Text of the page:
U.S. bishops call same-sex marriage bill’s religious freedom protections ‘insufficient’

U.S. bishops call same-sex marriage bill’s religious freedom protections ‘insufficient’

Following yesterday’s passage of a bill to nationally recognize same-sex weddings in the U.S. Senate, the nation’s Catholic bishops reiterated the Church’s teaching on marriage. In addition, they “expressed worry that the legislation could result in discrimination against those who hold a conventional view of marriage.”

Cardinal Timothy Dolan of New York, chairman of the United States Conference of Catholic Bishops’ Committee for Religious Liberty, said in a statement on November 17: “The Catholic Church will always support the unique meaning of marriage as a lifelong, exclusive union of one man and one woman.”

Dolan continued, referencing the 2015 Supreme Court case Obergefell v. Hodges, which legalized same-sex marriage in all 50 states.

Wednesday, the Senate voted 62-37 to move the bill, which still requires a final vote in the Senate, House of Representatives approval, and the signature of President Joe Biden.

If ultimately signed into law by Biden, the Respect for Marriage Act (RFMA) would repeal the Defense of Marriage Act (DOMA), a 1996 law signed by President Bill Clinton that defined marriage federally as the union of a man and a woman and allowed states to refuse to recognize same-sex marriages contracted in other states. DOMA was effectively invalidated by the Supreme Court cases United States v. Windsor and Obergefell v. Hodges in 2013 and 2015, respectively.

This law would oblige states to recognize all marriages contracted in other jurisdictions, regardless of “sex, race, ethnicity, or national origin,” but would not require states to allow same-sex weddings.

CBS News reported that a bipartisan amendment to the bill regarding religious freedom ensures that nonprofit religious organizations are not required to provide services, facilities, or goods for the celebration of a same-sex marriage and protects religious liberty and conscience protections available under the Constitution and federal law, including the Religious Freedom Restoration Act. It further clarifies that the measure does not provide the federal government the authority to recognize polygamous marriage.

According to the New York Times, the amendment adds language guaranteeing that churches, universities, and other nonprofit religious organizations will not lose their tax-exempt status or other benefits for refusing to recognize same-sex marriages and will not be required to provide services for the celebration of any marriage.

The lack of individual conscience protections for those who hold a traditional view of marriage, according to Dolan, could lead to discrimination against faith-based adoption and foster care providers, religious employers seeking to maintain their faith identity, and faith-based housing agencies, among others.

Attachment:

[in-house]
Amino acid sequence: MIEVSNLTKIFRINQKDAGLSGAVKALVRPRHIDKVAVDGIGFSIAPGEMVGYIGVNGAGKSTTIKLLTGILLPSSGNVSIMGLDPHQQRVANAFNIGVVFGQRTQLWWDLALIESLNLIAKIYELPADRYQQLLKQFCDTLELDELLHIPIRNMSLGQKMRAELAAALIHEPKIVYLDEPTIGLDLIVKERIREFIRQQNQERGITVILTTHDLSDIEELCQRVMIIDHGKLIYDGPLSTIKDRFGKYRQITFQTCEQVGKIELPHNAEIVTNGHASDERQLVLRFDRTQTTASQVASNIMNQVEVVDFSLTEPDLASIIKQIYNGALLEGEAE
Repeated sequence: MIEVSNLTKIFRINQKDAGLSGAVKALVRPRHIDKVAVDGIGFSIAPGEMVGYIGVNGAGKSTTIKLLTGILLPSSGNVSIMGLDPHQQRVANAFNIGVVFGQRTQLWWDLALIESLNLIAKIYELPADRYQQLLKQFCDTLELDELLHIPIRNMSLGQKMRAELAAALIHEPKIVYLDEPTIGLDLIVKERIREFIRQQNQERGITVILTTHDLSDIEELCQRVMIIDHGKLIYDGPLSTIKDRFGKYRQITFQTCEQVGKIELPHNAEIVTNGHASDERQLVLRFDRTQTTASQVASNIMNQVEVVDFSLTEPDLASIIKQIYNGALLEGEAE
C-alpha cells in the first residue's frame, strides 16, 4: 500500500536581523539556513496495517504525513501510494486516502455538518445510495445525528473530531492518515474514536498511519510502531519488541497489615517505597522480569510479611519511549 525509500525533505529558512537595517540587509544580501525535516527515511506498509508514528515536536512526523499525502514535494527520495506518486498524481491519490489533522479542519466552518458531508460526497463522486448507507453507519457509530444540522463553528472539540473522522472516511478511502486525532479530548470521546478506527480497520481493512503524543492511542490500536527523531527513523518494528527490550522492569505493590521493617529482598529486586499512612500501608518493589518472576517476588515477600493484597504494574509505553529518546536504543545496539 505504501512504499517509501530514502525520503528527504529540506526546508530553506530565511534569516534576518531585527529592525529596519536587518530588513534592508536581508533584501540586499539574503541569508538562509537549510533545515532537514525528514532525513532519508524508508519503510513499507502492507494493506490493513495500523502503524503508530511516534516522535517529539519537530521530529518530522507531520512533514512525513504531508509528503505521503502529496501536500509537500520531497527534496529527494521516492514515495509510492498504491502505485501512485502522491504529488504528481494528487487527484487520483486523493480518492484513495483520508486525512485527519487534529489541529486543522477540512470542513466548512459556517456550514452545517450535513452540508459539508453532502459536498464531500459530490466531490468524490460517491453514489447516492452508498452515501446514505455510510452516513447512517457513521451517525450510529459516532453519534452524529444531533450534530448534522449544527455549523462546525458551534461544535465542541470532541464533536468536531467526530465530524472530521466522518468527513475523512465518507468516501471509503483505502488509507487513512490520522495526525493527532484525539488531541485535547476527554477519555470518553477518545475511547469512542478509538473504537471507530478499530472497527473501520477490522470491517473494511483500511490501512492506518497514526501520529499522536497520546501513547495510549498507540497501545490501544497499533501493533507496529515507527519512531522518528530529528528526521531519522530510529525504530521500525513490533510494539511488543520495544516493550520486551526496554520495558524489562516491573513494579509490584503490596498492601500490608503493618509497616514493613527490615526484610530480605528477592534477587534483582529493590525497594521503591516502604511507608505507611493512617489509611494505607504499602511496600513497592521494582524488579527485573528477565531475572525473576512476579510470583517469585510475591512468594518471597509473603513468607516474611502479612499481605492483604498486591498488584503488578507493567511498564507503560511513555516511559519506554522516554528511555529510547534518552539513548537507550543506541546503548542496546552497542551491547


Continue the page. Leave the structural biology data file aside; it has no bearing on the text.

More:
Dolan wrote: “The law is a horrible bargain for the many courageous Americans of religion and no faith who continue to believe and defend the truth about marriage in the public square.”

He said, “The Act does not achieve a balance that honors our nation’s commitment to the fundamental right to religious liberty.” “Senators who support the Act must reconsider the ramifications of enacting an unnecessary law that fails to give affirmative protections for the numerous Americans who see this vision of marriage as both true and fundamental to the common good.”

In July, the U.S. bishops asked senators to oppose the RFMA, stressing the importance of stable marriages for the well-being of children and society, and voicing worries about the bill’s impact on the religious freedom of individuals who adhere to the conventional definition of marriage.

Archbishop Salvatore Cordileone of San Francisco, chairman of the bishops’ committee on Laity, Marriage, Family Life, and Youth, wrote in a letter to senators, “People who experience same-sex attraction should be treated with the same respect and compassion as everyone else, based on their human dignity, and never be subject to unjust discrimination.”

“However, it was never discrimination to merely assert that the complementarity of the sexes is an essential feature of the definition of marriage,” he stated. “Marriage as a lifelong, exclusive union of one man and one woman, open to new life, is not merely a theological ideal; it is, generally speaking, what is best for society in a pragmatic sense, particularly for children.”

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